Wells has sometimes spoken obliquely of the personal roots of “Aftersun”, describing it as “emotionally autobiographical”. But many details of the film have deep ties to his life. Sophie sometimes plays with a Mini-DV camera. Wells’ father gave her the same type of camera when she was a teenager.
“I was always concerned about keeping a visual record of things,” says Wells, describing how she photographed friends and parties, including a celebration on the last day of school before reluctantly changing schools. . “I recorded everyone and everything. It really froze that moment in time in a way that I felt like I could still go back to.
While writing “Aftersun”, she replayed old Mini-DV tapes her father had filmed for her, sometimes drawing dialogue from the footage. The tapes sparked a reflection on how memory and film intertwine.
“There’s an hour-long tape that I got well into my teens,” Wells says. “It’s a game of chess between us and his friend and everyone’s head is cut off. It’s just torsos. It’s like the cruelest joke that only I can find funny. It’s such a strange record to have and certainly had an impact on the film.
Her dad, Wells says, exposed her to a lot of art, music and movies — sometimes “much cooler and more interesting things than I was ready for,” Wells said. “It laid the foundation that when I was ready on my own terms, I could find it.”
“My mom used to joke that her head was above the clouds and her feet were more firmly planted on the ground,” Wells adds. “In many ways, I’m a combination of them that I enjoy. My feet are on the ground and my head is above the clouds. She laughs. “I’m just very tall.”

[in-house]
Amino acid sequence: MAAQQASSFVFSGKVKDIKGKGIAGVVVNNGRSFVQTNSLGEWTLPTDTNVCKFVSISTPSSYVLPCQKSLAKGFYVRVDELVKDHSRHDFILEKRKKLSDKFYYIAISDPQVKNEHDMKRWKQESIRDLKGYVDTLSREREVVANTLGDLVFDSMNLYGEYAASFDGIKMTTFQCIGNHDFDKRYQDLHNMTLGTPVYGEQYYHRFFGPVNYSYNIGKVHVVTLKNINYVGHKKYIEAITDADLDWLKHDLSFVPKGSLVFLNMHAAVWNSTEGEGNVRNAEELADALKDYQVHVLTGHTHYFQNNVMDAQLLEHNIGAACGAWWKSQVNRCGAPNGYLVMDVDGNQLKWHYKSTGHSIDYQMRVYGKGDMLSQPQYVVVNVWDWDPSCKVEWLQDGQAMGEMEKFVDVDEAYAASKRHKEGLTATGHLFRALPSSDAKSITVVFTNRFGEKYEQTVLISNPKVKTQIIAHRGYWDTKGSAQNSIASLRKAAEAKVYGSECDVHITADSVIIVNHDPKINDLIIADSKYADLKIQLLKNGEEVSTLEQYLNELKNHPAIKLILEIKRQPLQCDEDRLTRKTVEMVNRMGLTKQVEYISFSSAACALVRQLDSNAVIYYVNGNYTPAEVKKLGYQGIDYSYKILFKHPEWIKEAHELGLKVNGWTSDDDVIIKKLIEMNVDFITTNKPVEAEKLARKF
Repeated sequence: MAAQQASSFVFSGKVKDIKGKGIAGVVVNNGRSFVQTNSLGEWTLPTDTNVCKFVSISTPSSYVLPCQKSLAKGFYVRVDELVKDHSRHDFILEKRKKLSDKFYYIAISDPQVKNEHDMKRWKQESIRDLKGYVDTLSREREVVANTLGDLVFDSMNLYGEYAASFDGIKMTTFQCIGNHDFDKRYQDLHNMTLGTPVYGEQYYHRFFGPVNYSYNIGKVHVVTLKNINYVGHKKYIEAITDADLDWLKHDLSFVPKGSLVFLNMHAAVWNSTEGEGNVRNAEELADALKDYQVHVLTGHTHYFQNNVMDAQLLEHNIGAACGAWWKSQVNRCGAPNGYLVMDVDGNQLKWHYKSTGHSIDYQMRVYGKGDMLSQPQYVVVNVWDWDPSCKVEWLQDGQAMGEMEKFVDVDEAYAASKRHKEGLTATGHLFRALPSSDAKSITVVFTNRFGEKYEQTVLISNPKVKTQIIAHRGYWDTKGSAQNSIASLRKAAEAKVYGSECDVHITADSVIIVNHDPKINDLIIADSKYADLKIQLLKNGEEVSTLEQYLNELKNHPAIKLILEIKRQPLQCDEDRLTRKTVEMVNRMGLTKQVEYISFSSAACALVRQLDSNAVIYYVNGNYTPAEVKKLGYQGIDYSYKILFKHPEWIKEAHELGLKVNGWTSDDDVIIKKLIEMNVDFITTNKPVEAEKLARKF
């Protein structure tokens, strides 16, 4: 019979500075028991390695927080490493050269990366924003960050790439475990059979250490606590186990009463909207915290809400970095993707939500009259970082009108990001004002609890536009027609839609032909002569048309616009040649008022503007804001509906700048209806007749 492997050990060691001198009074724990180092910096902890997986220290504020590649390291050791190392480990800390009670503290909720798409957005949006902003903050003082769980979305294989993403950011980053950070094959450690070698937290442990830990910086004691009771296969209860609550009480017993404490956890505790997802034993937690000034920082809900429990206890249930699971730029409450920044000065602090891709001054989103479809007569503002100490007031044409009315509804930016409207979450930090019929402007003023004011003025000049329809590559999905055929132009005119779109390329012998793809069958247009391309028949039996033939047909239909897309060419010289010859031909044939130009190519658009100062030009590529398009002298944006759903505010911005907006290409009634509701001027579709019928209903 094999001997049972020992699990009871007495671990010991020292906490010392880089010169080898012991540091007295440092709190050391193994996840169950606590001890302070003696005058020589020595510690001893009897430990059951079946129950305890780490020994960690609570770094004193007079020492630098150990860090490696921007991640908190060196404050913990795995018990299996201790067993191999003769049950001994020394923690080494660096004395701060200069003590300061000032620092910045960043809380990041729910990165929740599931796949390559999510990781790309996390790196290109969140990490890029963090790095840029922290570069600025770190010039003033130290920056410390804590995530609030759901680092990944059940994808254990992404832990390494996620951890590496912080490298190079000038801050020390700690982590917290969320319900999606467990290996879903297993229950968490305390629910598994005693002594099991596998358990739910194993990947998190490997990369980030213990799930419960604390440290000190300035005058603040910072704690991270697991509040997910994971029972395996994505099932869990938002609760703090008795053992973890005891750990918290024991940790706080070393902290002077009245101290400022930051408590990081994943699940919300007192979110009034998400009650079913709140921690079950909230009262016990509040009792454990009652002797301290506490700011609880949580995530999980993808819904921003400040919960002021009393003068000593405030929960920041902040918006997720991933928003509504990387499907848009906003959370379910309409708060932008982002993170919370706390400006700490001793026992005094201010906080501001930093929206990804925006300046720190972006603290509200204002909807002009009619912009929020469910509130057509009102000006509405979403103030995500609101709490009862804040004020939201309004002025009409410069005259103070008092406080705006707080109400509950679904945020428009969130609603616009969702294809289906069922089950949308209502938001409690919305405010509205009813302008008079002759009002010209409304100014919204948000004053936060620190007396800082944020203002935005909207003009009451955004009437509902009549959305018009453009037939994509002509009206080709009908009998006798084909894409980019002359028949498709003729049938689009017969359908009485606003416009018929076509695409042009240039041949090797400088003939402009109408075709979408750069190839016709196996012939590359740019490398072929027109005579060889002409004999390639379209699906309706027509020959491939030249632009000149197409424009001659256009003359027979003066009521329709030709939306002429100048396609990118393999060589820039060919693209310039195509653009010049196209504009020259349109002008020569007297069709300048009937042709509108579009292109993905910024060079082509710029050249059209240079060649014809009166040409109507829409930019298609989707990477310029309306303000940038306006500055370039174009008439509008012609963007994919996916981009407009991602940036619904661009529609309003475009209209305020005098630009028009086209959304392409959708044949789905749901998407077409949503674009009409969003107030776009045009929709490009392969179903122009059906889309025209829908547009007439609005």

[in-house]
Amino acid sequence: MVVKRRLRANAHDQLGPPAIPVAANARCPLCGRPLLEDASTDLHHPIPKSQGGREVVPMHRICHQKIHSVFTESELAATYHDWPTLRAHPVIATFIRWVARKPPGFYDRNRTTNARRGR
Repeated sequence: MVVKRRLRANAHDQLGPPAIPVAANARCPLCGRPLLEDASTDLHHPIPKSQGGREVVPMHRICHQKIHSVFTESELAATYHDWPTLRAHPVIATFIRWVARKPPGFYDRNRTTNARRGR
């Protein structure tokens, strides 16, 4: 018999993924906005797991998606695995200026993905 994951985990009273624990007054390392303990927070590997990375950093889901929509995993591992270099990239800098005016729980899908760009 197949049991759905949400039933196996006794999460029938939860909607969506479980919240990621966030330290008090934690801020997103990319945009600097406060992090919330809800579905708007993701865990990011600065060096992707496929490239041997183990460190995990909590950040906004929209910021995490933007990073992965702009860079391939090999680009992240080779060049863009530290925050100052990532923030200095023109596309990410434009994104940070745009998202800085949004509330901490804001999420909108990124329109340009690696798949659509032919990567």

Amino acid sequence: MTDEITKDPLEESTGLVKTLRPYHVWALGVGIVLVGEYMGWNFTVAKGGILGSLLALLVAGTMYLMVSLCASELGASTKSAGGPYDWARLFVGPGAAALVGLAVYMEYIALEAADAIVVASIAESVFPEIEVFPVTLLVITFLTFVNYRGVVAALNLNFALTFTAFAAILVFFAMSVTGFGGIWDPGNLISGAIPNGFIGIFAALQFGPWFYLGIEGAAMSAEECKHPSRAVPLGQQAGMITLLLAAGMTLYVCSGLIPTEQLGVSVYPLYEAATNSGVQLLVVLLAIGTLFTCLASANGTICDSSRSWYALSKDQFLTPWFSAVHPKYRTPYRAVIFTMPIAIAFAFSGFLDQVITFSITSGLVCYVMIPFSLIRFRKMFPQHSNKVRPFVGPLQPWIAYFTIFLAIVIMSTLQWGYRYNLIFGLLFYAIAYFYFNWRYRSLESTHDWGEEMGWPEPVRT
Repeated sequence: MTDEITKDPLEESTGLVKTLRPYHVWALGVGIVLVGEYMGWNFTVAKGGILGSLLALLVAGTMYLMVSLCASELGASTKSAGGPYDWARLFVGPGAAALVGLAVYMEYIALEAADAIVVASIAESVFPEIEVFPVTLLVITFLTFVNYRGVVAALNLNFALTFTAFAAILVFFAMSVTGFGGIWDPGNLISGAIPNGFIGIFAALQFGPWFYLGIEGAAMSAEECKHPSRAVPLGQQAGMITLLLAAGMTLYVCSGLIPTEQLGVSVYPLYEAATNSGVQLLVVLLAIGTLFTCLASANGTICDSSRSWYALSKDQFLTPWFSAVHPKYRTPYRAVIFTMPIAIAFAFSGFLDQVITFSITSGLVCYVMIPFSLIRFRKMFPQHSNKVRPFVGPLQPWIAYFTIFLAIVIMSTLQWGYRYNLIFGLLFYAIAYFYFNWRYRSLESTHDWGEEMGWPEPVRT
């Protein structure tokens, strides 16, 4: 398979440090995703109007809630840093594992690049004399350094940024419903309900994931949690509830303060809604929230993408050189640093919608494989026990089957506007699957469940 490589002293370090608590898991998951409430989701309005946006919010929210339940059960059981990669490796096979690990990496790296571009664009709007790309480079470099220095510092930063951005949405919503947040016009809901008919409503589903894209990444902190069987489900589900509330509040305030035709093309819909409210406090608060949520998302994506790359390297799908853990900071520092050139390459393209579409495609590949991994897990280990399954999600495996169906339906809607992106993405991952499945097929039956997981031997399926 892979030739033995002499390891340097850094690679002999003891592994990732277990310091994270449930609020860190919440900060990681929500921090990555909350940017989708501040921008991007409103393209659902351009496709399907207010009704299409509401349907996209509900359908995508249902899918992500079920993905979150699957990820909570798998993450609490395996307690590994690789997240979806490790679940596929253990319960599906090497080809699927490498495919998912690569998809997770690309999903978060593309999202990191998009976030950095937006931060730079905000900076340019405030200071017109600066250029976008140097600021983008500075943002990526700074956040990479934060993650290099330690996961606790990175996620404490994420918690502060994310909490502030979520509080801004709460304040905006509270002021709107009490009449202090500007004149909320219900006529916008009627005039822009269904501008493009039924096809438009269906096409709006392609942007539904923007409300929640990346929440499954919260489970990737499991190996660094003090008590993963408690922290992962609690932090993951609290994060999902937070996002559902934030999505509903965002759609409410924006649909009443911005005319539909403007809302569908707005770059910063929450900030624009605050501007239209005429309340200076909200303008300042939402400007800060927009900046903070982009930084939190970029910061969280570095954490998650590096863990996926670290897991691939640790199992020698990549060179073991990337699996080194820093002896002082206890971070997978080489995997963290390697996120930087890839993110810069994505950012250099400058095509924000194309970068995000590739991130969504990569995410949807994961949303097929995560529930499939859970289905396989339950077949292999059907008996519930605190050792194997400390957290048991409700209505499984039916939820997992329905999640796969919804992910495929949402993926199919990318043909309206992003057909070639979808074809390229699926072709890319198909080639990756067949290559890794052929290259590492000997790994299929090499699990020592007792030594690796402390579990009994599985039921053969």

Wells’ film education continued at New York University where she made several short films. Even in his student films, one can see an uncommon balance between subtlety and revelation. In Wells’ films, there is often a surface reality and a hidden, more painful reality. In “Laps,” which is inspired by a similar experience Wells had on the subway on her way to NYU, a young woman is sexually assaulted on a crowded train where no one notices — or, at least, no one notices. seems to notice.
“I think ‘Laps’ is the least oblique,” she says of the 2017 Sundance and SXSW award-winning short. happens .”
For Romanski, “Aftersun” may be a step up in feature films, but there’s nothing “first movie” about it.
“There’s a deep belief that if someone like Charlotte does what he’s already demonstrated in 10 minutes what he’s capable of in 90 minutes – and if we do our job as producers – then you can get to a place like ‘Aftersun,’” says Romanski.
Doing so, however, meant working on every detail, carefully sculpting the film’s precise yet organic flow. “I wrote so many openings and so many endings,” Wells sighs. Jenkins, himself a maker of richly vivid lyrical films that compress the present and the past, was intimately involved in the process. He estimates that through editing he has seen the film 12 to 15 times.
“There were times when I was watching this fucking movie four times a week,” Jenkins explains. “You should watch how those little moves make those massive ripples.”
“Aftersun” made its own waves playing on the festival circuit around the world, including the New York Film Festival and the Toronto International Film Festival. Wells, who started making movies as “an exercise in myself,” was surprised at how well “Aftersun” resonated with others.
“Adele likes to remind me, ‘See, you would have been happy if only one person got your movie,'” Wells says with a smile. “But it was good, I admit, that more than one person reacted to this movie, and the ratio was a bit flipped. I don’t know why.
“But I’m glad I never thought about what would happen when the credits roll, until it rolls.”
Follow AP Film Writer Jake Coyle on Twitter at: http://twitter.com/jakecoyleAP